Going Wild for Wildlife: An Interview with Jamie T.

Images by Jamie T.

Earlier this month a hero among Animal Behaviour Students, Jamie T, organised a quiz night to raise money for the “gardeners of the rain forest.” I was lucky enough to chat with him about wildlife, charities, and what there is to see for animal lovers in Adelaide!

First of all, tell me a little about yourself.

Well I’m an Animal Behaviour student from South Australia, and although I love all animals, my area of interest is ‘ungulates’, also known as hoofed mammals, with a particular interest in wild cattle, and the wonderfully unique animals known as tapirs!

Something I need to ask all animal experts: what’s your favourite quirky animal fact?

Oh oh oh… give me a minute…

A group of flamingos is called a flamboyance.

Sea otters hold each others’ hands while they sleep so they don’t drift away from each other.

The Okapi was once thought to be a mythological creature, or a unicorn, until it was discovered in 1910, and now they’re in lots of European and American zoos!

And… The Hyrax‘s closest living relative is the African Elephant.

[Jamie added that those were all the G-rated facts he could think of, anyway!]

Haha that’s amazing! You’re clearly an animal lover – what are some of the best things for animal lovers to do in Adelaide?

My favourite thing to do is visit Adelaide’s local zoos and wildlife parks, they have such an incredible range of species, and every time I go I always learn something new. The behind the scenes tours are fantastic, too. Adelaide also has a lot of great locations for lovers of waterfowl, such as St Peters Billabong, the river Torrens/Karra wirra-parri, and the Botanic Gardens!

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You recently organised a Quiz Night for World Tapir Day. Why Tapirs?

I did indeed! Tapirs are one of my favourite animals, and they’re such an integral part of their habitats, yet most people have never heard of them, so they don’t really receive the conservation attention that they need or deserve. When tapirs eat fruits and plants, the seeds pass through their digestive system and are dispersed throughout the rain forest, promoting the growth of plants that other animals rely on for food and shelter. So I guess they’re like the gardeners, or farmers, of the rain forest.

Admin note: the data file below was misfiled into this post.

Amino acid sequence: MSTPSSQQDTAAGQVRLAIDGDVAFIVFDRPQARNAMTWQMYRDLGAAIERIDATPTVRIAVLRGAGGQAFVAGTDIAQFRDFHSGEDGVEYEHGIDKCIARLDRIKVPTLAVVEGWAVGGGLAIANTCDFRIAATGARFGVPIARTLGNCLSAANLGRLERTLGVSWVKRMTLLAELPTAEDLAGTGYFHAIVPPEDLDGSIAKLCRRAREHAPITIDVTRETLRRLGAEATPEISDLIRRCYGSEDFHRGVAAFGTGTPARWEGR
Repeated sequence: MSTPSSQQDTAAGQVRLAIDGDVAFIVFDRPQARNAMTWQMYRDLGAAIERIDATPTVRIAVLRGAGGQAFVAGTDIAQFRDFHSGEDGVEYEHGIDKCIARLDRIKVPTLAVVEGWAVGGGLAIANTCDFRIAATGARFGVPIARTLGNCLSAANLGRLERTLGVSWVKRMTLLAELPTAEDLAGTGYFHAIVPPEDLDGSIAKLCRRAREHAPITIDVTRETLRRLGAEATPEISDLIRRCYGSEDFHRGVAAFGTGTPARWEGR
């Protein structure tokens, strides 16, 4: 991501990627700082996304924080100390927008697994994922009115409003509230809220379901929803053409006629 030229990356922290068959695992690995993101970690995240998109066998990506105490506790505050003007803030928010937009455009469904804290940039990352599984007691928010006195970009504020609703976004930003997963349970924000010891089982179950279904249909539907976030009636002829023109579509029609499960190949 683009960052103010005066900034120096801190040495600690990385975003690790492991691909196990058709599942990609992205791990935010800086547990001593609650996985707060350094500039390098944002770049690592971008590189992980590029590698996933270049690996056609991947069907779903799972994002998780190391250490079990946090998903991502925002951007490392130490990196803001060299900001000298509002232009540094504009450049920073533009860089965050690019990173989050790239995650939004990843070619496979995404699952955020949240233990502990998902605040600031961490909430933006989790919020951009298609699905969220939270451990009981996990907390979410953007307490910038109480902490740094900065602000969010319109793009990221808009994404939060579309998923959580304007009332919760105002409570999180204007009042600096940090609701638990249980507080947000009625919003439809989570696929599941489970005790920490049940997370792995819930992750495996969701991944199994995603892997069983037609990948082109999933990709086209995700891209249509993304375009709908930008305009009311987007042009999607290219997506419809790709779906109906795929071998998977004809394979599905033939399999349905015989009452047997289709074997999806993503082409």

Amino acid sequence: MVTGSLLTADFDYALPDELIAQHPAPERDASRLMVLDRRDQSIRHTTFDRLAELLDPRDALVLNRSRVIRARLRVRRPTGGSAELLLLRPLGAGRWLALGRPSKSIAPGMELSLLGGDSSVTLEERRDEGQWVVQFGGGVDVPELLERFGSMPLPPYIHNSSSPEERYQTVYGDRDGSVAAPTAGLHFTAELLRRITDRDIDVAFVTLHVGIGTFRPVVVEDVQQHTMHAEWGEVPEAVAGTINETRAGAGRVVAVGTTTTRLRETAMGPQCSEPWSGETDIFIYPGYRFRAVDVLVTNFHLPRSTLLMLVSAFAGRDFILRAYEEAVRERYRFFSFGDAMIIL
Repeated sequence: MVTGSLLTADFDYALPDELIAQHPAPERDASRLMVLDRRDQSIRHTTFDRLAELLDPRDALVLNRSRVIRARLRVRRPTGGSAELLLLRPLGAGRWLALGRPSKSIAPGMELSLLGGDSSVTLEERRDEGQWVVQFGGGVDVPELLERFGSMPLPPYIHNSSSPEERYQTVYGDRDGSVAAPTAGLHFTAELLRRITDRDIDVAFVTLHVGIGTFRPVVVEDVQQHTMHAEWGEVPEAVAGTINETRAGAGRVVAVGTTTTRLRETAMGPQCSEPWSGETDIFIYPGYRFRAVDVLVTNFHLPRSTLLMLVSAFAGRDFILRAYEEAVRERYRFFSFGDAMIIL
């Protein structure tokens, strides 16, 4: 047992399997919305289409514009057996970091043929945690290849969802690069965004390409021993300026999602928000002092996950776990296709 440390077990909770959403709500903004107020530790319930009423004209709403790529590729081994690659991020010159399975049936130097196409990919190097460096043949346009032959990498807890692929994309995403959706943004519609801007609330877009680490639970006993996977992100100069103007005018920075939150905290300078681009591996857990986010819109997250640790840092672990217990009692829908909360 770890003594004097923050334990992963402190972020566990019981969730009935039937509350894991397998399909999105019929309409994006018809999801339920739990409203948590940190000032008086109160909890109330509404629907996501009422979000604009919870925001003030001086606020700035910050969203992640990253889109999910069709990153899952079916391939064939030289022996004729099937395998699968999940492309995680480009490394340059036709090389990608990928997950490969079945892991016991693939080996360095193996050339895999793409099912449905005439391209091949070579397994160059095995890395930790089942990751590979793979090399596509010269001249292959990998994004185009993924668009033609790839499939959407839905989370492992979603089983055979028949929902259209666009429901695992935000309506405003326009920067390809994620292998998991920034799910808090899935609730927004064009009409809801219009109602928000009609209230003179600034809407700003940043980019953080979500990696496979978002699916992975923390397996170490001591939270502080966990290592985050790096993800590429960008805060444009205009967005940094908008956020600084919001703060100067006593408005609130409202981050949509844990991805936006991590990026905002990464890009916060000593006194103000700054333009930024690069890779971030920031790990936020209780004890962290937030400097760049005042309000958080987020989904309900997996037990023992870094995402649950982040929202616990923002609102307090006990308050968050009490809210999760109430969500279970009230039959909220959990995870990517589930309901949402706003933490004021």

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What does it take to organise an event like this?

A LOT of time, patience, hard work, commitment, and a supportive network of friends!

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What was your favourite part about the evening?

My favourite part was meeting lots of new people, many of whom were also animal lovers.

What was the most difficult part of the evening?

The most difficult part was the timing, especially with the questions. There were only the 3 of us, so we were a bit time-constrained. It think next time I’d try to get more help on the night to mark sheets, sell raffle tickets etc.

You chose to raise funds for the World Land Trust and IUCN Tapir Specialist group. What makes them so special?

The World Land Trust, through their Forests in the Sky appeal, buy up acres of land in Ecuador to reclaim and protect tapir habit, which I think is a really great way to preserve habitat: if you can’t protect it, buy it!
The IUCN Tapir Specialist Group (TSG) is a group of biologists, conservationist, zookeepers, and advocates from around the world who collaborate and make recommendations on how to protect wild tapirs, and use donations to fund tapir-related research, education, and conservation programs.

How much did you end up raising?

Over $2,400 which is amazing! My goal was $2,000 ($1,000 for each charity), so to get that is incredible in itself, but to get 120% of my goal is just fantastic!

What will this money go towards? What sort of impact will this make?

The World Land Trust will be able to purchase and protect just over 5 acres of tapir habitat, and the Tapir Specialist Group will be able to purchase and maintain 2 camera traps for recording lowland tapir population data in Brazil. So even though it’s not super huge amount of money, it will definitely have a positive impact on tapir conservation!

Now that you’ve experienced such success, do you plan to organise another event in the future?

Oh for sure! Now that I know the full extent of what’s required to host a Quiz Night, I want to host one every World Tapir Day! I’d also love to organise some other kinds of fundraisers during the rest of the year, I’m open to any suggestions!

Where can we find events like this in the future?

Zoos, Schools, Community Groups, and businesses often run quiz nights throughout the year. Keep an eye out on social media, and community noticeboards at your local shopping centre for Quiz Nights and fundraisers in your area.

If we can’t make it to the events, what are some other things we Adelaideans can do to help save the world?

Adelaideans who can’t make it to events can always donate cash or prizes to fundraisers, and advertising or inviting friends is always a big help! Or if they have the time, they could even host their own event!

 

All photos taken by Jamie T. If you love animals and want a behind-the-scenes peek into the life of an aspiring zookeeper, follow Jamie on Instagram! @goingwildforwildlife

 

 

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